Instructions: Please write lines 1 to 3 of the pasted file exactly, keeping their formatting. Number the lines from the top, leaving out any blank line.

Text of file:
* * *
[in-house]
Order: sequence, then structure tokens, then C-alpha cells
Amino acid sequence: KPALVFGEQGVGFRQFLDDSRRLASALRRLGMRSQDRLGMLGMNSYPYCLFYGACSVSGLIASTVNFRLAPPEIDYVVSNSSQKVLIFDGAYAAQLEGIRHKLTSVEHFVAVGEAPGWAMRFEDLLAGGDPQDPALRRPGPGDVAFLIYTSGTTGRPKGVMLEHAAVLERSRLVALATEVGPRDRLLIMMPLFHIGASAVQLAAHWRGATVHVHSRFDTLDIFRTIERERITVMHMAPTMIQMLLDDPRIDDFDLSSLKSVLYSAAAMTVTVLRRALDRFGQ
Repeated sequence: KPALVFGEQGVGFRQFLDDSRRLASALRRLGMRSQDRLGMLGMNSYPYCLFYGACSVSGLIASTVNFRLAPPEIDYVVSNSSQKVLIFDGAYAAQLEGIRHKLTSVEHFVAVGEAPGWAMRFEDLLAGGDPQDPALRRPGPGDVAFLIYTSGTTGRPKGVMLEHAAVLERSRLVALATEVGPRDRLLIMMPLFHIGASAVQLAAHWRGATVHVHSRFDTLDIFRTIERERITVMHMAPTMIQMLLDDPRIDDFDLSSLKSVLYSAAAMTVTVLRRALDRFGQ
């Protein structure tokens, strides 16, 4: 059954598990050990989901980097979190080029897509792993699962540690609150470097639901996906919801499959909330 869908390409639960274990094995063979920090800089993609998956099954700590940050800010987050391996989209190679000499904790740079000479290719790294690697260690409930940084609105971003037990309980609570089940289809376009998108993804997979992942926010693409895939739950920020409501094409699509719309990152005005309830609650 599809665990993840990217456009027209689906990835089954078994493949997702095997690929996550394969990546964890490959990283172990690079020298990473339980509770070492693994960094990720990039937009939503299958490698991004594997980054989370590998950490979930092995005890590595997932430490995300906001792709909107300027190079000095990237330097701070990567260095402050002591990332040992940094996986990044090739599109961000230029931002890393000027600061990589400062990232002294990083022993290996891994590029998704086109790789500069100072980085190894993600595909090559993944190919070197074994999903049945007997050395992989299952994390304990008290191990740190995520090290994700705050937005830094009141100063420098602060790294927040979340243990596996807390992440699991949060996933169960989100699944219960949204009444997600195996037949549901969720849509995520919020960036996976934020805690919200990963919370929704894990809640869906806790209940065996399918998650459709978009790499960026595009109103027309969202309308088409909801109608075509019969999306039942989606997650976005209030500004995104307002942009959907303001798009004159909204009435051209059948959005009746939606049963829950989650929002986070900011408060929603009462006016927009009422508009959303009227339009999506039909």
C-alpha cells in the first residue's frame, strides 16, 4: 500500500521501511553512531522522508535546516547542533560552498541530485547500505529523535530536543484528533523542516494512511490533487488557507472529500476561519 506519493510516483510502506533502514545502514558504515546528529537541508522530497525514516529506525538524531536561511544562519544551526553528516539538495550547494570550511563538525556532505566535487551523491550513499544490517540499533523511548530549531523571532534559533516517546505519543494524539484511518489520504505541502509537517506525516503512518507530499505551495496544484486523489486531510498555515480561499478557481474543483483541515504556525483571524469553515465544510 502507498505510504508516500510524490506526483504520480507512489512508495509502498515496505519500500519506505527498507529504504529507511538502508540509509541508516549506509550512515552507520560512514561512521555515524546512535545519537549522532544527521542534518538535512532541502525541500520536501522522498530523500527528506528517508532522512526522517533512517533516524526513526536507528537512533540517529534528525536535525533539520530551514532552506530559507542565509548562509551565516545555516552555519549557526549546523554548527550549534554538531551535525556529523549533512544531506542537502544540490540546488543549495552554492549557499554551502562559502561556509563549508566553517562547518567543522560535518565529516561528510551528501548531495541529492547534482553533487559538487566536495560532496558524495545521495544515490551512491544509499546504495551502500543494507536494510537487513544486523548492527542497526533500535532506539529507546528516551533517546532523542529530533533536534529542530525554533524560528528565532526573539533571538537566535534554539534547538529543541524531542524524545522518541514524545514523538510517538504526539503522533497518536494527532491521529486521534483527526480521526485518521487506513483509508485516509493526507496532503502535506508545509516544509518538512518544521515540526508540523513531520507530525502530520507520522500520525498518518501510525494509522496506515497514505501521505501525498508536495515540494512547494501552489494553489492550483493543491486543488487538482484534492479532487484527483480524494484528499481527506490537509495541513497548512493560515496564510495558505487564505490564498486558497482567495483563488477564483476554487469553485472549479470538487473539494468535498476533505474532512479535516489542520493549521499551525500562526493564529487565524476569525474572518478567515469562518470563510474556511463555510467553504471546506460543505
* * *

[in-house]
Order: sequence, then structure tokens, then C-alpha cells
Amino acid sequence: KPALVFGEQGVGFRQFLDDSRRLASALRRLGMRSQDRLGMLGMNSYPYCLFYGACSVSGLIASTVNFRLAPPEIDYVVSNSSQKVLIFDGAYAAQLEGIRHKLTSVEHFVAVGEAPGWAMRFEDLLAGGDPQDPALRRPGPGDVAFLIYTSGTTGRPKGVMLEHAAVLERSRLVALATEVGPRDRLLIMMPLFHIGASAVQLAAHWRGATVHVHSRFDTLDIFRTIERERITVMHMAPTMIQMLLDDPRIDDFDLSSLKSVLYSAAAMTVTVLRRALDRFGQ